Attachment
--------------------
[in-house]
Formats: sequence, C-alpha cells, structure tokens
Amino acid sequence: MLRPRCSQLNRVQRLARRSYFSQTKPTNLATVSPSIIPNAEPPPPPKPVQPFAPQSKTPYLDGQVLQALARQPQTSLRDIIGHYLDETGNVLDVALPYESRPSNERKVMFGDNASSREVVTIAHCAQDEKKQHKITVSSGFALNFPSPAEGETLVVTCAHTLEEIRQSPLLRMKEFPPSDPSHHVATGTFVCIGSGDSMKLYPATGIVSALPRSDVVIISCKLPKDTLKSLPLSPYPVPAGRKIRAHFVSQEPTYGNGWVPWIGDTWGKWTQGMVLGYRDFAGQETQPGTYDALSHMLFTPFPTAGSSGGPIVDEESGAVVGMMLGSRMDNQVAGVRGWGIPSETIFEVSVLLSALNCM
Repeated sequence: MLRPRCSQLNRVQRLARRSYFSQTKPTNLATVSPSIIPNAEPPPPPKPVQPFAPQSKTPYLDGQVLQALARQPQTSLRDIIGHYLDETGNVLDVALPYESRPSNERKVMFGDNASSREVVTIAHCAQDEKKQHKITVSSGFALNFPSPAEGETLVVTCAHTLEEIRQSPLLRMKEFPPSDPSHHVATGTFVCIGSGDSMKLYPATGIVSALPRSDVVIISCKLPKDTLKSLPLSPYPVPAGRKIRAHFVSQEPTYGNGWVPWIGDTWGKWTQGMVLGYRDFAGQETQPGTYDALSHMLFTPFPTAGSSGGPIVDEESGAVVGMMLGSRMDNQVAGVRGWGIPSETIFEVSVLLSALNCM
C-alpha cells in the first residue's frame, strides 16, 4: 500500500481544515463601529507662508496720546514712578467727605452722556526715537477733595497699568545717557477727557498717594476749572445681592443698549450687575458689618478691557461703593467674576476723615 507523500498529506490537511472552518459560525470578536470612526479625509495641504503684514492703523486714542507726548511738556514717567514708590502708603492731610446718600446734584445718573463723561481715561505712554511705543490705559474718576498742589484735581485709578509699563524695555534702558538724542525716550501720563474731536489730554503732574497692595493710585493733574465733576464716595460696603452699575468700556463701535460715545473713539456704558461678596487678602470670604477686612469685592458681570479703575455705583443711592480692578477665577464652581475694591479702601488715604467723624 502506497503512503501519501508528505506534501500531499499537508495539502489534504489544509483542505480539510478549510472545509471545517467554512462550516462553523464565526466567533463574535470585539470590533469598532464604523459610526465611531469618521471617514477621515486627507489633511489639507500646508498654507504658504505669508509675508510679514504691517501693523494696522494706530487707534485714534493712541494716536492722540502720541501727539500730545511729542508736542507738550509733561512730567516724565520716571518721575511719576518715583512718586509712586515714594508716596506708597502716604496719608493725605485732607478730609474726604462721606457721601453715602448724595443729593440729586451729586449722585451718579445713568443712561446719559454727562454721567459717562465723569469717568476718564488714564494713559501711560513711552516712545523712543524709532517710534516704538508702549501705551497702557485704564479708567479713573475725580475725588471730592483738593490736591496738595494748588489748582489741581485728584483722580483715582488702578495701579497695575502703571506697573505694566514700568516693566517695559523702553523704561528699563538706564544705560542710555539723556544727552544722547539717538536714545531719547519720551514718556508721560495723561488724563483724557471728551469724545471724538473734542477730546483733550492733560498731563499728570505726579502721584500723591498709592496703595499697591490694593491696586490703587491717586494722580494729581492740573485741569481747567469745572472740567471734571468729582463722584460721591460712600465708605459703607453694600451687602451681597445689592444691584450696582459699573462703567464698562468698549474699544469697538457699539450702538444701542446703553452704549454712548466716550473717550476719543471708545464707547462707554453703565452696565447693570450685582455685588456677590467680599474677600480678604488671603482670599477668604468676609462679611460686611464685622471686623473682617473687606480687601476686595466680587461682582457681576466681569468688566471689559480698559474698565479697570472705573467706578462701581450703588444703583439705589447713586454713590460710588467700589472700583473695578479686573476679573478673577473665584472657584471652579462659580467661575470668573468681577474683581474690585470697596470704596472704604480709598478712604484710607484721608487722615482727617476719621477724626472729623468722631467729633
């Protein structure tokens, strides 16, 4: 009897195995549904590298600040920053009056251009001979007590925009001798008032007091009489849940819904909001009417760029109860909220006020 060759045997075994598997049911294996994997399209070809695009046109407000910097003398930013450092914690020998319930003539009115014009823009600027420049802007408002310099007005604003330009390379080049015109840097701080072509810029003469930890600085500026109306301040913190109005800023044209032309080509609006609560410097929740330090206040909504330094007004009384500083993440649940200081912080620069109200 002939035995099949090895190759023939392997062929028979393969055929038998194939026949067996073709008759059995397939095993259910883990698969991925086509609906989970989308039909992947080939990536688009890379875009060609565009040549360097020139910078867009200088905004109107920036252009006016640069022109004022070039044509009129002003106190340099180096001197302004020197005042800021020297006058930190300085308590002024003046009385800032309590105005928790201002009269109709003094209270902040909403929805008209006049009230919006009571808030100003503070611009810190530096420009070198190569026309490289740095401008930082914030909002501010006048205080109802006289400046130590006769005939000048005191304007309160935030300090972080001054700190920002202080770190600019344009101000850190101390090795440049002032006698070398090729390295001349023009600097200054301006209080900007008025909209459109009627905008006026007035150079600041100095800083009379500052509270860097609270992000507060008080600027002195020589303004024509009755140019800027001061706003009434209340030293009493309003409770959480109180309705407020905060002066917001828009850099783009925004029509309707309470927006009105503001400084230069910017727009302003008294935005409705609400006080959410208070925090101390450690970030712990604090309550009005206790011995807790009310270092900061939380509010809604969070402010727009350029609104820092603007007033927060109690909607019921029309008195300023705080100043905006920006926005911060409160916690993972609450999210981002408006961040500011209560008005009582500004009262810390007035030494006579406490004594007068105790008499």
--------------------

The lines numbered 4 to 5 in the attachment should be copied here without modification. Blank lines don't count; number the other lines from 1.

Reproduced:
Repeated sequence: MLRPRCSQLNRVQRLARRSYFSQTKPTNLATVSPSIIPNAEPPPPPKPVQPFAPQSKTPYLDGQVLQALARQPQTSLRDIIGHYLDETGNVLDVALPYESRPSNERKVMFGDNASSREVVTIAHCAQDEKKQHKITVSSGFALNFPSPAEGETLVVTCAHTLEEIRQSPLLRMKEFPPSDPSHHVATGTFVCIGSGDSMKLYPATGIVSALPRSDVVIISCKLPKDTLKSLPLSPYPVPAGRKIRAHFVSQEPTYGNGWVPWIGDTWGKWTQGMVLGYRDFAGQETQPGTYDALSHMLFTPFPTAGSSGGPIVDEESGAVVGMMLGSRMDNQVAGVRGWGIPSETIFEVSVLLSALNCM
C-alpha cells in the first residue's frame, strides 16, 4: 500500500481544515463601529507662508496720546514712578467727605452722556526715537477733595497699568545717557477727557498717594476749572445681592443698549450687575458689618478691557461703593467674576476723615 507523500498529506490537511472552518459560525470578536470612526479625509495641504503684514492703523486714542507726548511738556514717567514708590502708603492731610446718600446734584445718573463723561481715561505712554511705543490705559474718576498742589484735581485709578509699563524695555534702558538724542525716550501720563474731536489730554503732574497692595493710585493733574465733576464716595460696603452699575468700556463701535460715545473713539456704558461678596487678602470670604477686612469685592458681570479703575455705583443711592480692578477665577464652581475694591479702601488715604467723624 502506497503512503501519501508528505506534501500531499499537508495539502489534504489544509483542505480539510478549510472545509471545517467554512462550516462553523464565526466567533463574535470585539470590533469598532464604523459610526465611531469618521471617514477621515486627507489633511489639507500646508498654507504658504505669508509675508510679514504691517501693523494696522494706530487707534485714534493712541494716536492722540502720541501727539500730545511729542508736542507738550509733561512730567516724565520716571518721575511719576518715583512718586509712586515714594508716596506708597502716604496719608493725605485732607478730609474726604462721606457721601453715602448724595443729593440729586451729586449722585451718579445713568443712561446719559454727562454721567459717562465723569469717568476718564488714564494713559501711560513711552516712545523712543524709532517710534516704538508702549501705551497702557485704564479708567479713573475725580475725588471730592483738593490736591496738595494748588489748582489741581485728584483722580483715582488702578495701579497695575502703571506697573505694566514700568516693566517695559523702553523704561528699563538706564544705560542710555539723556544727552544722547539717538536714545531719547519720551514718556508721560495723561488724563483724557471728551469724545471724538473734542477730546483733550492733560498731563499728570505726579502721584500723591498709592496703595499697591490694593491696586490703587491717586494722580494729581492740573485741569481747567469745572472740567471734571468729582463722584460721591460712600465708605459703607453694600451687602451681597445689592444691584450696582459699573462703567464698562468698549474699544469697538457699539450702538444701542446703553452704549454712548466716550473717550476719543471708545464707547462707554453703565452696565447693570450685582455685588456677590467680599474677600480678604488671603482670599477668604468676609462679611460686611464685622471686623473682617473687606480687601476686595466680587461682582457681576466681569468688566471689559480698559474698565479697570472705573467706578462701581450703588444703583439705589447713586454713590460710588467700589472700583473695578479686573476679573478673577473665584472657584471652579462659580467661575470668573468681577474683581474690585470697596470704596472704604480709598478712604484710607484721608487722615482727617476719621477724626472729623468722631467729633